Some homes have a back door that is several feet higher than ground level, requiring a staircase at the foot of the door. You can build a staircase out of wood, but the constant exposure to the elements can cause the wood to splinter, crack or rot. Another option is to build the steps with concrete. A well-built concrete staircase will last for decades, providing a safe, durable way for your family to enter and exit through your back door.
Dig a 6-inch-deep hole in the ground where you are building the staircase. Dig the hole 6 inches wider than the staircase.
Dig a footing on each side of the hole that goes beneath the frost line to prevent the steps from shifting during freeze-thaw cycles. Your local zoning board can tell you how deep the frost line is in your area.
Drill holes into the side of the foundation with a masonry drill bit where you are installing the steps, if you are connecting them to the house. Position the holes where the top step will be, and keep them evenly spaced. Insert rebar at least 3 inches deep inside the holes. If you're not attaching the steps to the foundation, skip this step.
Construct a form for the steps out of 1/2-inch plywood. When completed, the form will look like a wooden staircase without the treads, which is the part of the staircase that you step on. Follow local building codes regarding the height of the steps. If you are attaching the steps to the house, keep the back of the form open.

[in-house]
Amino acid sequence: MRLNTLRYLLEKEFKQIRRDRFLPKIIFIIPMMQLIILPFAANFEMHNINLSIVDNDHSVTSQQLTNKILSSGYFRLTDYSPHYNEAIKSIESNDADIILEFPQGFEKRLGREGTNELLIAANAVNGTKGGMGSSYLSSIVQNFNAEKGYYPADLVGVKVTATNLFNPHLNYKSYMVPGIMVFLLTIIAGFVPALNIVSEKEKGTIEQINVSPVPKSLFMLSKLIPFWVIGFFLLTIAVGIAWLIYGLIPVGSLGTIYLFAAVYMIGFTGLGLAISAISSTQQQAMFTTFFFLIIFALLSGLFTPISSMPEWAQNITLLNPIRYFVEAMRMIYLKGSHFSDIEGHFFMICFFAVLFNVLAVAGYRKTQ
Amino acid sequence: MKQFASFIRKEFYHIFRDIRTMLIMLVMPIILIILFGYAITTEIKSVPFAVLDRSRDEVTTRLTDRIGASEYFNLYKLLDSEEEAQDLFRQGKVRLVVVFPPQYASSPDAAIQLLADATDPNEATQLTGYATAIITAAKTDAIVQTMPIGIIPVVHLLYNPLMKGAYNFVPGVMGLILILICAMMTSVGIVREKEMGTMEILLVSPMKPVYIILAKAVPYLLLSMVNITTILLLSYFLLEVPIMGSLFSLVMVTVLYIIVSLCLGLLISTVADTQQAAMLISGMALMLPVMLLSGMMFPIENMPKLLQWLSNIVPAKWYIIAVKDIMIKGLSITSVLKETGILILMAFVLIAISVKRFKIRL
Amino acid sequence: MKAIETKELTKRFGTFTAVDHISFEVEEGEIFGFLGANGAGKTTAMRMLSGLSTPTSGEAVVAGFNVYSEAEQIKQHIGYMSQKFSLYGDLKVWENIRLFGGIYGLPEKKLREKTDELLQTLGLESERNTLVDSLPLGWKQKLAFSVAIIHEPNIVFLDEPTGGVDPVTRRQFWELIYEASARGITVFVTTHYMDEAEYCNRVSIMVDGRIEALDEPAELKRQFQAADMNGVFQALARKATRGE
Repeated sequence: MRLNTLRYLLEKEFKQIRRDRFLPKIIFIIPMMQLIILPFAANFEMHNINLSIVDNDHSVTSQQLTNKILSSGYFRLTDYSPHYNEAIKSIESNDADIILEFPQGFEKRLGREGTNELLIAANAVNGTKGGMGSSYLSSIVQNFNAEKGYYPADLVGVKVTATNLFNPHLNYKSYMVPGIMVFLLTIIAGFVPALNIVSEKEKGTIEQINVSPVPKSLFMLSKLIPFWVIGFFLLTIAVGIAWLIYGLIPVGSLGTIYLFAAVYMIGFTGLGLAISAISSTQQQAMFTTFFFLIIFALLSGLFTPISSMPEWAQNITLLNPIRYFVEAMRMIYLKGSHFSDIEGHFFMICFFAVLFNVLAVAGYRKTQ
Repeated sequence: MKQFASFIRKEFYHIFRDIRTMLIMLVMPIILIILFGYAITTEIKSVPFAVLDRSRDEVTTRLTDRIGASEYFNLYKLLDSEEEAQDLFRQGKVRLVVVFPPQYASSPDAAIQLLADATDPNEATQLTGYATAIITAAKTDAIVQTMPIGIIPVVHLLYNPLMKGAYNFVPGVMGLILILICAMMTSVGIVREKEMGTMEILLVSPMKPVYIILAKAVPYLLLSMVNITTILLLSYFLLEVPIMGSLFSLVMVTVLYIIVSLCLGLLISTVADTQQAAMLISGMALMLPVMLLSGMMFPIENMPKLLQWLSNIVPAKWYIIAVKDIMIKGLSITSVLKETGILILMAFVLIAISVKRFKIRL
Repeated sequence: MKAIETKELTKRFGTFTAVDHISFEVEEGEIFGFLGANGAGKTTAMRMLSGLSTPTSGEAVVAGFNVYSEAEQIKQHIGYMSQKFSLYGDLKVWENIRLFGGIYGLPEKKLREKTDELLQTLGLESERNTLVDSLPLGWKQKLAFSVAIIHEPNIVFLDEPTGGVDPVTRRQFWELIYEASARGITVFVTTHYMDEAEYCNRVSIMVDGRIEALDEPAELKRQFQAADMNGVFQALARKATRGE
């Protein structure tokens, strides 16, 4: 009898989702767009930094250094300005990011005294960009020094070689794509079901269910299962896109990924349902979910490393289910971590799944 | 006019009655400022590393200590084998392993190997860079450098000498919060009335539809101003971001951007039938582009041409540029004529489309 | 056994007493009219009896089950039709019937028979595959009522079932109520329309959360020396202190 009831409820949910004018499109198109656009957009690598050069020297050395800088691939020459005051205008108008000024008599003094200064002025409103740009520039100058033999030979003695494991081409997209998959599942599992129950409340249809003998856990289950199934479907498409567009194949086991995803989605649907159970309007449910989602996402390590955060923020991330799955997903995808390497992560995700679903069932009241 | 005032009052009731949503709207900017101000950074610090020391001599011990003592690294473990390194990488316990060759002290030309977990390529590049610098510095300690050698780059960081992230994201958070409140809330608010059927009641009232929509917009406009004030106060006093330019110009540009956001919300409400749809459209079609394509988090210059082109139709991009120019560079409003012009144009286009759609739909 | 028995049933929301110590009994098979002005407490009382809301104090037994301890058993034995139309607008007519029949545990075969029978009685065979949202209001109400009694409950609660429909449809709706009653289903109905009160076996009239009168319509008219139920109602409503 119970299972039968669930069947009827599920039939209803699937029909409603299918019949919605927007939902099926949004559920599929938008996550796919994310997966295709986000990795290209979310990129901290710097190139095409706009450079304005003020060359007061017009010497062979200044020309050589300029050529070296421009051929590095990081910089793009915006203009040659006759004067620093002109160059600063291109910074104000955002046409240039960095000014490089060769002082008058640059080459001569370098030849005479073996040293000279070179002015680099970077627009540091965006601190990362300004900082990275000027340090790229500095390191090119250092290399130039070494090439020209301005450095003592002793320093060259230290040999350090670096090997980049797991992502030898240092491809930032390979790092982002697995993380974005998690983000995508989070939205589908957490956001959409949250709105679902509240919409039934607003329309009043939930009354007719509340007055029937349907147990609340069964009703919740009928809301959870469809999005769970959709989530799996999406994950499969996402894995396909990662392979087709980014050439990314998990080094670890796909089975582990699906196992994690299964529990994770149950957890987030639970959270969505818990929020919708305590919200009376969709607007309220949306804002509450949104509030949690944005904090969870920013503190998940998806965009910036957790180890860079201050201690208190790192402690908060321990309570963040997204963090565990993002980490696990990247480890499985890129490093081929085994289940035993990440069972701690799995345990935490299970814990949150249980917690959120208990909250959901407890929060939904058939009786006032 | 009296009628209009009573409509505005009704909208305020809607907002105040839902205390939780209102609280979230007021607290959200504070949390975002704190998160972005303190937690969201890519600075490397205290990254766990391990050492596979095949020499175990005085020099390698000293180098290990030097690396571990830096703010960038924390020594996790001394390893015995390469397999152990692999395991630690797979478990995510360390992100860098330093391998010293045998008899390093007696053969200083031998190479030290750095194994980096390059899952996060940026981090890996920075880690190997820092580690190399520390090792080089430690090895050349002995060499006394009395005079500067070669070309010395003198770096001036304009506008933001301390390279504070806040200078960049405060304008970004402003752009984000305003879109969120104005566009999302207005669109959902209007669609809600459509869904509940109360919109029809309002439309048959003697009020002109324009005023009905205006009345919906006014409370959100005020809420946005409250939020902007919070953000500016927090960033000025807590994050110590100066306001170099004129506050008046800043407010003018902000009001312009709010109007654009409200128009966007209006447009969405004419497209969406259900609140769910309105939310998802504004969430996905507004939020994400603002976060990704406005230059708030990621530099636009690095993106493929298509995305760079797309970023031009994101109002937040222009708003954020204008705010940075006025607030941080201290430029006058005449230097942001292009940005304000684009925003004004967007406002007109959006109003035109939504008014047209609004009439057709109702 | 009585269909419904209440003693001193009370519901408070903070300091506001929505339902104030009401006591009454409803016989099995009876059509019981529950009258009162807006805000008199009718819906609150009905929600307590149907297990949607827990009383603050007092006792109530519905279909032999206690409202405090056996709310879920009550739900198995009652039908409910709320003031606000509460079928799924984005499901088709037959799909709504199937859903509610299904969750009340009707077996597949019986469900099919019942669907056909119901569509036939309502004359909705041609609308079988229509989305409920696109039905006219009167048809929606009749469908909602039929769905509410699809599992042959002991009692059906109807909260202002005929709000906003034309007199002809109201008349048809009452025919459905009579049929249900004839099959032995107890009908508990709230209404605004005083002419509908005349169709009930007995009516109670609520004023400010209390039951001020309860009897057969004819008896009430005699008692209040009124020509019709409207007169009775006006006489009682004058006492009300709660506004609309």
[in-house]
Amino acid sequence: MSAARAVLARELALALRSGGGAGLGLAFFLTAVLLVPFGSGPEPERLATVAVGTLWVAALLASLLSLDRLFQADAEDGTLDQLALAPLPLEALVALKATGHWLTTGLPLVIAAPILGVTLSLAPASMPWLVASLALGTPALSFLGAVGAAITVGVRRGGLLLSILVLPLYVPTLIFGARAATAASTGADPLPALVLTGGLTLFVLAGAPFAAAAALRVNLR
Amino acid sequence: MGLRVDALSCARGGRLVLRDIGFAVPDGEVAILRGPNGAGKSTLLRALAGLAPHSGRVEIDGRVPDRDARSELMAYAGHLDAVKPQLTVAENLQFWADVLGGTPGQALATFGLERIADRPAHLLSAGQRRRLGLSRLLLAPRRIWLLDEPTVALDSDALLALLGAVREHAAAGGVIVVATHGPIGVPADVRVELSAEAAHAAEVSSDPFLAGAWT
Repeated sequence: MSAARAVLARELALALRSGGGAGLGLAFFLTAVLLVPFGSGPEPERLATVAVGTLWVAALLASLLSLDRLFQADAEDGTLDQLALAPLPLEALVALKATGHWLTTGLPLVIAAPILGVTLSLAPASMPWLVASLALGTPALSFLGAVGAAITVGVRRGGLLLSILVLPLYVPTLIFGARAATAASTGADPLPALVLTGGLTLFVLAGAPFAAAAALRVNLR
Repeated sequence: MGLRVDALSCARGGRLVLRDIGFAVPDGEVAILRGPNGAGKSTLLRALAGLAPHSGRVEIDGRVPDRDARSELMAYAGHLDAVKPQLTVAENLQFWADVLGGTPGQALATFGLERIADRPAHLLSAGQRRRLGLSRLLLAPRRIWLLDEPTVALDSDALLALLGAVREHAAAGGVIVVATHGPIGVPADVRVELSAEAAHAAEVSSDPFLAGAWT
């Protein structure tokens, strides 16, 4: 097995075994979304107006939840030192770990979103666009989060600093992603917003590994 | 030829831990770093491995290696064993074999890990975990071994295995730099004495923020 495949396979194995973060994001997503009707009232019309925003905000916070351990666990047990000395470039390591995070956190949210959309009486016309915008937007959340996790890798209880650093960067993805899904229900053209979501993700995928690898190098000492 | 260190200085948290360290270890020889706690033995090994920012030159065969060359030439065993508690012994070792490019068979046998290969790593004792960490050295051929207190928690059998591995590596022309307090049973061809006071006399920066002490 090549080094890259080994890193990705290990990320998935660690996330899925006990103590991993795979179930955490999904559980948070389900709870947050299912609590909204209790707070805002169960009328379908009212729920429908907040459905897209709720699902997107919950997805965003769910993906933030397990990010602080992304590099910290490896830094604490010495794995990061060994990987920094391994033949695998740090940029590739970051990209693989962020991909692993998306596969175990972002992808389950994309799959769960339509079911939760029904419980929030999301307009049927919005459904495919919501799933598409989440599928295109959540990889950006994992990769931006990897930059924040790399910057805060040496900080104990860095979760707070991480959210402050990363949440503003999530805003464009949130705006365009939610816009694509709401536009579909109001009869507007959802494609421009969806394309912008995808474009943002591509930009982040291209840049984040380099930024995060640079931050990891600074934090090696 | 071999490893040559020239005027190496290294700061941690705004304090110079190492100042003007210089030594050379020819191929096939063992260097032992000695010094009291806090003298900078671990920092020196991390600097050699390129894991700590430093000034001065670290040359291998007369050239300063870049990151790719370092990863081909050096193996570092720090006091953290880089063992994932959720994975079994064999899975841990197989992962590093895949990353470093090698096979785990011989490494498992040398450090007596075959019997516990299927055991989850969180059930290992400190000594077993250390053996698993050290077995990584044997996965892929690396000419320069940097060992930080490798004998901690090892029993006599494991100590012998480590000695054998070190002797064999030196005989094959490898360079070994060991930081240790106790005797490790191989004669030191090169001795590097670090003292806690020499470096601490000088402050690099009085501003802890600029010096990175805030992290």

Place the form into position inside the hole, and drive wooden stakes into the ground every few inches around the outside of the form to help provide additional support when the concrete is poured.
Fill the bottom of the form with 4 inches of gravel, then smooth the gravel with a rake and tamp it down.
Spread a thin layer of motor oil on the inner surfaces of the form to help prevent concrete from sticking to it.
Prepare a batch of concrete, following the instructions on the packaging.
Fill the form with concrete, beginning at the bottom step and working toward the top step. Remove air pockets from the concrete by working a shovel around inside the concrete as you pour it, and tapping the shovel on the sides of the form.
Screed the surface of the concrete by dragging a 2-by-4 board across the top of the form. Allow the concrete to set until it can maintain its shape without the form, following the manufacturer's instructions.
Pry the risers off of the form, with the exception of the bottom step. The risers are the front edges of the steps. Slide a finishing trowel over the surface of the concrete, using circular motions. Using the finishing trowel helps draw moisture out of the concrete and smooths the surface.
Smooth the front edges of the steps by running a step trowel over them, then slide a wood float on top of the treads to help provide texture and make them less slippery.
Continue to add water to the steps to keep the concrete damp for 5 to 7 days as it cures.
Remove the concrete form from around the steps, then fill the gap between the steps and the surrounding ground with dirt.